Published: Sept. 27, 2011
Updated: Sept. 27, 2011
Duke encourages parents of kids with eating disorders to support each other
“You suddenly go, I’m watching her die, I’m literally watching her die, and you think I can’t do anything about it.”
This is how Jim Brown [the family’s names have been changed] described his realization that his 11-year-old daughter had an eating disorder, and that he had to try anything and everything to save his daughter’s life.
He and his wife, Sarah, turned to Nancy Zucker, PhD, director of the Duke Center for Eating Disorders, for help.
Once their daughter was in treatment, Zucker suggested the Browns participate in a parent support group. The support group allowed them to see that their family was not alone in the fight against an eating disorder -- and that to help their daughter recover, Sarah and Jim would also have to learn to take time for themselves.
“Self-care means making a mental decision to care for yourself, because you understand that it will help your child recover,” says Zucker. “It requires physically taking time to do things that help you feel more relaxed and less stressed or anxious.”
Jim Brown says it wasn’t easy to accept that idea. “There are times as a parent you almost feel guilty for engaging in self-care,” he says. “You go, ‘Look, if she is suffering, I need to be suffering.’ It’s almost a martyr complex.”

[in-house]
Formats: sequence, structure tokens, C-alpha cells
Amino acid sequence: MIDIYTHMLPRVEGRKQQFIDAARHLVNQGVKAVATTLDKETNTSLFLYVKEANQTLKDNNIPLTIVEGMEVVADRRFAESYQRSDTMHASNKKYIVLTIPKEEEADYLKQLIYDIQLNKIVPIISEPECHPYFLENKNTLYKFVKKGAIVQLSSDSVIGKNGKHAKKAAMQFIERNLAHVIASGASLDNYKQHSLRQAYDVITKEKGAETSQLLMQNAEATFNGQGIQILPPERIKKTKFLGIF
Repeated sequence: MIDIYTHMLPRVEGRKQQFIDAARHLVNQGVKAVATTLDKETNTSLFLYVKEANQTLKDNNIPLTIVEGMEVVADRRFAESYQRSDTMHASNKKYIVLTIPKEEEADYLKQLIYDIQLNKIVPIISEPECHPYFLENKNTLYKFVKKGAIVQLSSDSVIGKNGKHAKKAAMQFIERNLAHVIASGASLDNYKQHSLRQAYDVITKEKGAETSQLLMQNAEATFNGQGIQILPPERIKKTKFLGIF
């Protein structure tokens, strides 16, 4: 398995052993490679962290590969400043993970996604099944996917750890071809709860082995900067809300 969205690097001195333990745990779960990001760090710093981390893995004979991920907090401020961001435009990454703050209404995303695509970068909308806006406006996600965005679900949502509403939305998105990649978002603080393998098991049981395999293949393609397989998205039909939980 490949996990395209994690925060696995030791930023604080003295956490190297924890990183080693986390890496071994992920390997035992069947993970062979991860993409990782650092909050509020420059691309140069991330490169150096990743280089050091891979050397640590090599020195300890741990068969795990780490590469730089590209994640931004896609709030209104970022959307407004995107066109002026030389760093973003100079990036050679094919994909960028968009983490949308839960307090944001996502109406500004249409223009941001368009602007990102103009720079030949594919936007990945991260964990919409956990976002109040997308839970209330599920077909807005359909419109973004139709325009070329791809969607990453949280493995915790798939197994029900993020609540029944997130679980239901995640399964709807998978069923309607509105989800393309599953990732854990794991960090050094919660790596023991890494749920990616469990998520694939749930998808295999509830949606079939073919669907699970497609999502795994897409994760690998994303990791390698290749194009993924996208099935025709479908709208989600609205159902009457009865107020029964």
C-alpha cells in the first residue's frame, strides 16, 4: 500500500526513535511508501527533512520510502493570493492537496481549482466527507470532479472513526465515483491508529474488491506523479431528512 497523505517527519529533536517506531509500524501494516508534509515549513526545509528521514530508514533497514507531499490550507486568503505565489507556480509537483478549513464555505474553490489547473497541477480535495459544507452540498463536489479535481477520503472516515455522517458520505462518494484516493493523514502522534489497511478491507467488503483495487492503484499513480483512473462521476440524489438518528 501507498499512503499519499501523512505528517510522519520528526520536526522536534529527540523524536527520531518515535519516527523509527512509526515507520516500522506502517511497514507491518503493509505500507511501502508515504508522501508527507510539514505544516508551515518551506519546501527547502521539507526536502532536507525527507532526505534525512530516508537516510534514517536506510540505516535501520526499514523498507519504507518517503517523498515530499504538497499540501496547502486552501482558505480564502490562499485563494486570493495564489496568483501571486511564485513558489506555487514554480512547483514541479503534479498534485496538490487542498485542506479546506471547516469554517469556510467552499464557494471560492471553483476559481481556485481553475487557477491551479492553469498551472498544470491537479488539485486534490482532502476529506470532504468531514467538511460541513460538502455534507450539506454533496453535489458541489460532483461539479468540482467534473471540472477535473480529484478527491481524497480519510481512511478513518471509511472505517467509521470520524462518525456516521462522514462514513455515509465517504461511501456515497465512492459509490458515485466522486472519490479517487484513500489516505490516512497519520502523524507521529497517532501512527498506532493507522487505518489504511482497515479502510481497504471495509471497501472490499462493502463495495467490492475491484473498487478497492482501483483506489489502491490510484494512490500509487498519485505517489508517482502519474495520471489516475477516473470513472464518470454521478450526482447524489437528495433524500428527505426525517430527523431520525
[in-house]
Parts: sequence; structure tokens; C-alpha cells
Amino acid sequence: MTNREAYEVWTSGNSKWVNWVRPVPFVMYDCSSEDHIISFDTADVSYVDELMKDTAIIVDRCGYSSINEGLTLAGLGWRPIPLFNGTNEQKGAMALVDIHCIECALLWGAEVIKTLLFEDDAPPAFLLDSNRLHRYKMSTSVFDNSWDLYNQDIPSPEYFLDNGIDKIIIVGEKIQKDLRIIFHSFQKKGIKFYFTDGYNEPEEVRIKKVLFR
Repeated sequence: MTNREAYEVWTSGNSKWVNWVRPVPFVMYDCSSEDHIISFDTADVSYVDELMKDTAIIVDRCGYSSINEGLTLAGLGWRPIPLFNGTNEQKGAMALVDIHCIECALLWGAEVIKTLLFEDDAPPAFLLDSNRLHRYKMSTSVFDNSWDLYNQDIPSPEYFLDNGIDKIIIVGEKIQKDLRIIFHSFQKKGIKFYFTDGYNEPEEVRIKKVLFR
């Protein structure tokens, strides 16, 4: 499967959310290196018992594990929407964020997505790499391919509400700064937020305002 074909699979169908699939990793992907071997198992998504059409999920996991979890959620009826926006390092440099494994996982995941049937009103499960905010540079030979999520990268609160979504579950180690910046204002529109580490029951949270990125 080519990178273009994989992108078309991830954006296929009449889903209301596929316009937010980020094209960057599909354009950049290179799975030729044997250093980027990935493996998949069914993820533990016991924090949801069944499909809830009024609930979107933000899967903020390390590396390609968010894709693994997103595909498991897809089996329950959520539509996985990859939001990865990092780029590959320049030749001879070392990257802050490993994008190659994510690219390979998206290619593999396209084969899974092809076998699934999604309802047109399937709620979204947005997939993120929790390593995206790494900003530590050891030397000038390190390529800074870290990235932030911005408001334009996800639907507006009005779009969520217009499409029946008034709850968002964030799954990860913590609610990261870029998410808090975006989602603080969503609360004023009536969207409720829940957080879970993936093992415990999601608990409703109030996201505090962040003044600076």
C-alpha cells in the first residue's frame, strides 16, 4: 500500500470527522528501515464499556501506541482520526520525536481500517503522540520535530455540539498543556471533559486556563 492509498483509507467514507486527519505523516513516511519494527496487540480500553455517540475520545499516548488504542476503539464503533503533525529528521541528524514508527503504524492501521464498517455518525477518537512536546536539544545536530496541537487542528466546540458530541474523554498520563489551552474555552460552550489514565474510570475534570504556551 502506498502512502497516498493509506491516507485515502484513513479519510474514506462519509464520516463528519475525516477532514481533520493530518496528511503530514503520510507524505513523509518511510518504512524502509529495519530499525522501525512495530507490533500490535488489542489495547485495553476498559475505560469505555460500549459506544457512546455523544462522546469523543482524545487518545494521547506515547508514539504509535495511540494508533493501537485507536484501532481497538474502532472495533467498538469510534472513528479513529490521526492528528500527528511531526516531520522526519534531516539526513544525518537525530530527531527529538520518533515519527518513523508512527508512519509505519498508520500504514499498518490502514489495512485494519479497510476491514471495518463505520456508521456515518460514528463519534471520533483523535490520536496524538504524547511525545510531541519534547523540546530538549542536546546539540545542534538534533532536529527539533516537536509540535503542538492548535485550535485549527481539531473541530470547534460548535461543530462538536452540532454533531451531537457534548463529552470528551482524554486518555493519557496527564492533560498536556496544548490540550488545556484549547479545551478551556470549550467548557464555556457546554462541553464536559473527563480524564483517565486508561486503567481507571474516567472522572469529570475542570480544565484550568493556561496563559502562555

The parent support group helped the Browns realize that taking time to do things that helped them manage their fear, stress, and anxiety would enhance their ability to help their daughter.
Jim says, “Nancy’s group was good in that it was like having a doctor tell you, ‘You’ve got a job to do, and for you to do this job you’ve got to be strong.’ It was somebody independent of you saying, ‘That’s the right thing to do.’”
Zucker notes that the act of self-care can be easier than it sounds.
“You do it one step at a time,” she says, “and it can start as simply as by going for a five-minute walk or leafing through a fun magazine.”
She encourages parents to take time alone and also to seek support from others, whether that means lunch with a friend or a date with your partner.
“It means making your health a priority and not letting anything get in the way -- because taking time to care for yourself helps you take care of your child.”
Fearing a relapse is the hardest part of his daughter’s recovery, says Jim Brown. However, he knows there are many parents who watch their children suffer, feeling helpless.
To other parents Jim says, “Seek help. Don’t just try to do this by yourself.”
Some 11 million people in the United States suffer from an eating disorder. The Duke Center for Eating Disorders specializes in the outpatient management of anorexia nervosa, bulimia nervosa, binge eating disorder, and other forms of eating disorders.